Giro d'Italia 2001 - a commentary

Meeting of the minds

By Jeff Jones

Over the next week, the magistrates in Florence and Padova will meet to discuss a course of action regarding the latest "doping scandal" to hit cycling. After police raided the Giro last Wednesday night before the toughest stage in the final week, the race essentially came to a dead standstill (see stage 18 report). It was not helped a couple of days later when the young hope of Italian cycling, Dario Frigo, was thrown off the race because he admitted to possession of illegal performance enhancers.

This was followed by the news that NAS police were investigating as many as 70 cyclists in relation to substances seized on Wednesday night. Cycling, with its big public image, has borne the brunt of investigators using the new Italian anti-doping law to "clean up sport." Other, richer sports such as soccer and tennis have been affected, but not nearly to the same degree.

Politics definitely had a role in planning the raids, with the change over in the Italian government. Likewise, they have played a role in keeping a lid on things in previous years. Doping in sport, especially one as hard as cycling, has been around for at least 50 years, depending on which definition is chosen.

The end result was that in a spectacular blitz that hit 10 times as many teams as during the infamous police raids of the 1998 Tour, more information about how the professional peloton goes about its business has been unearthed than we needed to know, to badly paraphrase a quote from Pulp Fiction. Most of us, especially those who followed Cyclingnews' reports on the PDM trial in 1997 (probably the first of these large exposÚs), will know that illegal performance enhancement in professional cycling can extend to more than a few bad apples.

People will cheat to win, and always have, even at the amateur level. Add a few lira/francs/guilders/pesetas/dollars etc. into this mix and the temptation is very strong. It doesn't even have to be a temptation if you've grown up with it as part of the culture, as so many professional racing cyclists have. The UCI termed the older riders who were doping "the lost generation", but Frigo's admission killed any thoughts of a generation gap. Even worse, he comes across as honest, talented, hard-working, focussed, non-arrogant...all the qualities you would expect in a clean athlete (maybe the peroxide hair gave it away).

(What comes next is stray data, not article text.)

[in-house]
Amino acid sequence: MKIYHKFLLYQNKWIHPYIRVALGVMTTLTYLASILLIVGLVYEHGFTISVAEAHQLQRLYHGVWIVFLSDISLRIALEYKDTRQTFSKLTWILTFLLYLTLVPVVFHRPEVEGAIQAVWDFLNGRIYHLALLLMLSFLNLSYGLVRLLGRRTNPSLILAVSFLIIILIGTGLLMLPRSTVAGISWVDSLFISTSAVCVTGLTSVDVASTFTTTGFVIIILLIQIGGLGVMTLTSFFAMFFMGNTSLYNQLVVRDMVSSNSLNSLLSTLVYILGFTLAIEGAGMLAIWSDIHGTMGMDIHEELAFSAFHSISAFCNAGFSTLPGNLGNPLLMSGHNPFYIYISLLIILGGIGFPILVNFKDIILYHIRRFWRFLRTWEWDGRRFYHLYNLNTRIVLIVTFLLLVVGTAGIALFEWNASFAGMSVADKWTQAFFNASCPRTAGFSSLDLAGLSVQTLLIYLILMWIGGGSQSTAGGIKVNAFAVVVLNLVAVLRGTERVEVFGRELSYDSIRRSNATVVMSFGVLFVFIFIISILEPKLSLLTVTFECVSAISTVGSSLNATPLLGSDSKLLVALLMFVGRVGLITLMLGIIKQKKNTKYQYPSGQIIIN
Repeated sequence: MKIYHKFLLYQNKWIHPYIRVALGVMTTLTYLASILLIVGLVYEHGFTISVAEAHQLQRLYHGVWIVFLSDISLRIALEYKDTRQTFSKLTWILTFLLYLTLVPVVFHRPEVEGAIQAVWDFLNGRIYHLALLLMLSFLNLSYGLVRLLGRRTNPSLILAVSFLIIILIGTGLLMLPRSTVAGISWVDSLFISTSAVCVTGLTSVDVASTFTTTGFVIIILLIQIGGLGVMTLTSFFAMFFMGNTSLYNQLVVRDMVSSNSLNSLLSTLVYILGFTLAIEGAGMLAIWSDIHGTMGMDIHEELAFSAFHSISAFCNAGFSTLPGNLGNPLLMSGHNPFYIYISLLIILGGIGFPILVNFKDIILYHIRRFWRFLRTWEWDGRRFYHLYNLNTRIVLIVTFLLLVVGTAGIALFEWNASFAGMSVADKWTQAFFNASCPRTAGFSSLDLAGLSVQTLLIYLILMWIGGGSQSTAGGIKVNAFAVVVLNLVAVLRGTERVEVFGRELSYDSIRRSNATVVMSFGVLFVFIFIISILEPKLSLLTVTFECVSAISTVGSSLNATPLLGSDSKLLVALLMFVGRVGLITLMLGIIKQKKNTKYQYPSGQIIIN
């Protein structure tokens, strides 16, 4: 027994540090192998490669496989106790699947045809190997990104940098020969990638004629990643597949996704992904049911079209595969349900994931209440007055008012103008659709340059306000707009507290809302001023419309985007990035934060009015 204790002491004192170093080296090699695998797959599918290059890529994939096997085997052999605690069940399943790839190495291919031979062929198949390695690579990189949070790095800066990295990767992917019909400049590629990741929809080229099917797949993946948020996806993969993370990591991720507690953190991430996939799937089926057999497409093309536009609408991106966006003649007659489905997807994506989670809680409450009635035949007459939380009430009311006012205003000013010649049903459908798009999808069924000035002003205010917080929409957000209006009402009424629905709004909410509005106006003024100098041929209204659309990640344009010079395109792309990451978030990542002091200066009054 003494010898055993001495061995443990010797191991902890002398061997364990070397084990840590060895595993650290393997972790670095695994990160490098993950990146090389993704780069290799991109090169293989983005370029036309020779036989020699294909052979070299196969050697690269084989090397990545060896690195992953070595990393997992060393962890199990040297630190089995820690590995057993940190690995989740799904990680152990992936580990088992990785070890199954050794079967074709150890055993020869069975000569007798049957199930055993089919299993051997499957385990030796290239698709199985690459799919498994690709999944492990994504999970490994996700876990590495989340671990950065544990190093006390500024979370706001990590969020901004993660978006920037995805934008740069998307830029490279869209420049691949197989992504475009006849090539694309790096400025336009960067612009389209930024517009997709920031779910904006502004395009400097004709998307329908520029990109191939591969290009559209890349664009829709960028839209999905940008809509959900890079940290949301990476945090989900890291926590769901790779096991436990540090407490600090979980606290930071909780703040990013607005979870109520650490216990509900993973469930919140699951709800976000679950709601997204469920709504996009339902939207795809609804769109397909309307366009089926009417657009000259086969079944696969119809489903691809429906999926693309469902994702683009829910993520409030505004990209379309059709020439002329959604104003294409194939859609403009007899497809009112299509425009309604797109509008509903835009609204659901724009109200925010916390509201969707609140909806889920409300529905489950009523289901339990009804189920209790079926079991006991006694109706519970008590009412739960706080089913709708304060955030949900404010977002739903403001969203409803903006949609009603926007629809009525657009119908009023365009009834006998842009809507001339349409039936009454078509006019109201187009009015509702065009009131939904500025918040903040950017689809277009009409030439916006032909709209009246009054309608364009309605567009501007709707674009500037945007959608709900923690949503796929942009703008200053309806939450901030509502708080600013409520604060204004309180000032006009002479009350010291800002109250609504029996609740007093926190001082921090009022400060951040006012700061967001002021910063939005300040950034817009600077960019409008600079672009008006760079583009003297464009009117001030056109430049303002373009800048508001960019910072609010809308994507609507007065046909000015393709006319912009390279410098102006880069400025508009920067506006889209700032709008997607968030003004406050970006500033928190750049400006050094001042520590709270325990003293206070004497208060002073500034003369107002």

We cannot change the past. The police raids happened, they were heavy handed and certainly smacked of a "war on drugs". Are we prepared to - as Italian law states - treat these athletes who ride thousands of kilometres for our entertainment as criminals? How do we rid the sport of illegal substances without closing it down altogether? An extreme that would be unfair to all the clean riders, who are hopefully in the majority now.

This is important if a change to a cleaner sport is to take place. All cyclists have to have the self belief that they can compete without illegal methods and performance enhancers, and obviously this is contingent upon the rest of the peloton being at the same level. Riding clean can be accomplished within a team, because there is support. But this can also go the other way.

The UCI is currently pursuing several modes of attack. One is the introduction of harsher penalties for drug use: 1 to 6 months suspension for "light" substances (first offence), 2 years for a second offence; and 2 years for "heavy" substances (first offence), 4 years to life for a second offence. This has far greater potential to prematurely end an cyclist's career, as UCI points will drop to zero after a one year ban.

Another is the introduction of more sophisticated tests. Admittedly, the EPO test that came into being this year was only 12 years after cyclists started abusing the drug, but by adopting a blood screen test, it is possible to determine abnormalities in a cyclist's blood profile that indicate manipulation by any artificial means.

But this is still part of a "war on drugs" which, given future methods of doping (gene doping for example) is impossible to win without both parties fighting on the same side. The other main thrust of the UCI's policy is the negative health aspects of taking drugs designed for completely different purposes. These are briefly outlined in the Princpal doping substances and their side effects (PDF file) that will come into force on July 1.

Will a young cyclist risk their future health and the potential to raise a family for a few brief years of stardom? Unfortunately in some cases this happens. Some riders are so addicted to their success that it blinds any consideration as to what will happen 20 years down the track. Perhaps the UCI will introduce psychological tests(!)

This commentary appears to put a lot of the blame on the "guilty" cyclists, however this is not the intent. Most of us ride bikes, some of us professionally, some of us manage and work or sponsor teams, some of us write, take pictures and film cyclists. We all contribute to the sport.

On the outside, cycling is beautiful to watch. Gilberto Simoni's solo stage 20 win in the rain and wearing the maglia rosa was exceptional, despite it coming on top of all that had happened. On the inside - well, does the fact that Eddy Merckx tested positive more than once in his career make him less of a cyclist? It appears not, and he has been retired for over 20 years and by all appearances, thoroughly enjoying himself.

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